Top five tiny churches to visit in Scotland

01 July 2022
St_Fillians_Scottish_Episcopal_Church, St Fillians
Dixe Wills presents his pick of Scotland’s top five tiny churches, ranging from a tiny tin tabernacle to a miniature Byzantine-style church tucked between a chip shop and a hairdressers.


1. St Fillians, Killin

Ah, the ‘tin tabernacles’ – can there be anything quite as deliciously Victorian and homespun as these ugly ducklings of ecclesiastical architecture? Harbingers of the mass-produced, pre-fabricated and flat-packed world we inhabit today, they were once viewed as a godsend by vicars in rapidly expanding industrial areas whose churches were full to bursting, and by non-conformists in need of cheap premises outside the control of the state.

Only around 60 of the myriad tin tabernacles erected in Scotland in the 19th and early 20th centuries have made it into the 21st. Built in 1876 by the 7th Earl of Breadalbane as a chapel of ease for his shooting parties (spawning its nickname ‘The Grouse Chapel’), St Fillan’s can lay claim not only to being one of Scotland’s most beautifully preserved examples but also to being the oldest of the survivors.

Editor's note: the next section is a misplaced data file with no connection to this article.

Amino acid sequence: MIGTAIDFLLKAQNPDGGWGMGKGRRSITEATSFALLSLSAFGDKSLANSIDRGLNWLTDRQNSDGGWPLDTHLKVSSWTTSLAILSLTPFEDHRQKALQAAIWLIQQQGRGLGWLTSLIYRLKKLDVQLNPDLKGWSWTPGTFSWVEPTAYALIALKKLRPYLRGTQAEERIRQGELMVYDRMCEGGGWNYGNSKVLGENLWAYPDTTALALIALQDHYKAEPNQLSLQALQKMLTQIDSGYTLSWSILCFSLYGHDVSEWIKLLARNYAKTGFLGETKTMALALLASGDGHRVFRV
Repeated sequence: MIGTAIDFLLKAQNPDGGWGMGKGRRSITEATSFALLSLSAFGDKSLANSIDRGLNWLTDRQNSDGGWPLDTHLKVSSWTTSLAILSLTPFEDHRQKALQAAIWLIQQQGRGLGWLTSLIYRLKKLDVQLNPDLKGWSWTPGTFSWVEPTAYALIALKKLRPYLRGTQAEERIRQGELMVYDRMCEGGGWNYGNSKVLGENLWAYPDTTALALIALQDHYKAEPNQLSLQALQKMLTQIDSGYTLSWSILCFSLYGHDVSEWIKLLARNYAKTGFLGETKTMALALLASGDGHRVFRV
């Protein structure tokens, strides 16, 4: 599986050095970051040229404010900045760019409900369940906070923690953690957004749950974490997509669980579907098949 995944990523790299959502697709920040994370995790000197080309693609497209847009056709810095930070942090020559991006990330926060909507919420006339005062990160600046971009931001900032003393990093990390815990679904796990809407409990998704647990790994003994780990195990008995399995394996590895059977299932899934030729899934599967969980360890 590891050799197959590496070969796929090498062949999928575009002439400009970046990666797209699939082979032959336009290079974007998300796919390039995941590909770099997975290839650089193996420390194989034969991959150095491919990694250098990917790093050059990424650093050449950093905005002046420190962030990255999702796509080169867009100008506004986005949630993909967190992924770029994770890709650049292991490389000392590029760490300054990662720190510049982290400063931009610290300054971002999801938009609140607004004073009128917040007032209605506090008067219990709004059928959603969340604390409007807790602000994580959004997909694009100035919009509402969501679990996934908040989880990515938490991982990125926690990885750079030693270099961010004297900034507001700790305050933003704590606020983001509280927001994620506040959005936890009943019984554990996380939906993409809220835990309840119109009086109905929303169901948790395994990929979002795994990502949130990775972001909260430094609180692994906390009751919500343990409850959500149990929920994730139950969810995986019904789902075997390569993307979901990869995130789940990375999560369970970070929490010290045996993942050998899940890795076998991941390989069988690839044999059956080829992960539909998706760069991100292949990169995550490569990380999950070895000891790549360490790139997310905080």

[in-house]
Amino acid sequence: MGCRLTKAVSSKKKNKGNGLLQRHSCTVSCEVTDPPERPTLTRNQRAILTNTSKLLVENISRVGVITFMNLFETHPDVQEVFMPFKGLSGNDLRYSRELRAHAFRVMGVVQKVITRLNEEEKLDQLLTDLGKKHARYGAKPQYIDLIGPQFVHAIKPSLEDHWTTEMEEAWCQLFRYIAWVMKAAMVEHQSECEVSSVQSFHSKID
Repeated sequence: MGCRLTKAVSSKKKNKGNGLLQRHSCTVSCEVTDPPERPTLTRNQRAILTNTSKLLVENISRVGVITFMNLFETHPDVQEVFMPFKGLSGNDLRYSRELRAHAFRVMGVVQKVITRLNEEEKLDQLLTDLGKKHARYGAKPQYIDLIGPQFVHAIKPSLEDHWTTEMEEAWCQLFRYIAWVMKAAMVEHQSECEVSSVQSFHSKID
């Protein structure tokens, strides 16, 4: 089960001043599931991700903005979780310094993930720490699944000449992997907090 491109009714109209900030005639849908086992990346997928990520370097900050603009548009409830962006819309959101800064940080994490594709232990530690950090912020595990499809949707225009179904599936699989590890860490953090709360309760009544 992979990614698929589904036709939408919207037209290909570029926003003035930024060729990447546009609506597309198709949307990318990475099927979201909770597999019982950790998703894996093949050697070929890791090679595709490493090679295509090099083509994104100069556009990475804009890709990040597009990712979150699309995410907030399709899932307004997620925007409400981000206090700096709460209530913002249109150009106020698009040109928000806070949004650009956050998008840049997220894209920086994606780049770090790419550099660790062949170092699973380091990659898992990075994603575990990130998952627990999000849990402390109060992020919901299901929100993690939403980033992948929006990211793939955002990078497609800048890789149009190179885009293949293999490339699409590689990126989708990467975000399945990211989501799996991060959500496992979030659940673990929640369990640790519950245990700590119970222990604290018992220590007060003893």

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2. St Peter’s in Linlithgow

If you were asked what building you might find wedged between a chip shop and a hairdressers on the high street of the lively little town of Linlithgow, it might be some while before you hazarded a guess at it being a Byzantine-style church. Even more bafflingly, St Peter’s is not a place of worship thrown up by a community of homesick Eastern Orthodox refugees but the home of a local congregation of Scots folk who, prior to its construction, had led a peripatetic existence that rivalled the 40 years Moses and his fellow Israelites spent wandering about the desert.

It wasn’t until the start of the 20th century that Episcopalians in Scotland came out from under the shadow of the persecution they had long suffered. In 1912, local members of the denomination organised themselves into a body called St Peter’s Episcopal Mission in Linlithgow. With no building of their own, they met for worship in a bewildering array of locations, including the Court Room of the Burgh Halls, various shops, a defunct pub, a hall on the High Street (requisitioned by the army in 1914), the vacant Craigmailen United Free Church (forced out by dry rot), and some apparently highly disagreeable premises belonging to the Scotch Girls Friendly Society.

It was only in 1924 when the congregation’s priest-in-charge, Rev W S drawn up by architect J Walker Todd. It must have been one of the stranger briefs of his career, for the church had to slide in between two buildings not much more than 26ft apart. Necessity proved the mother of invention and gave Scotland one of her more unusual churches.

3. Hoselaw Chapel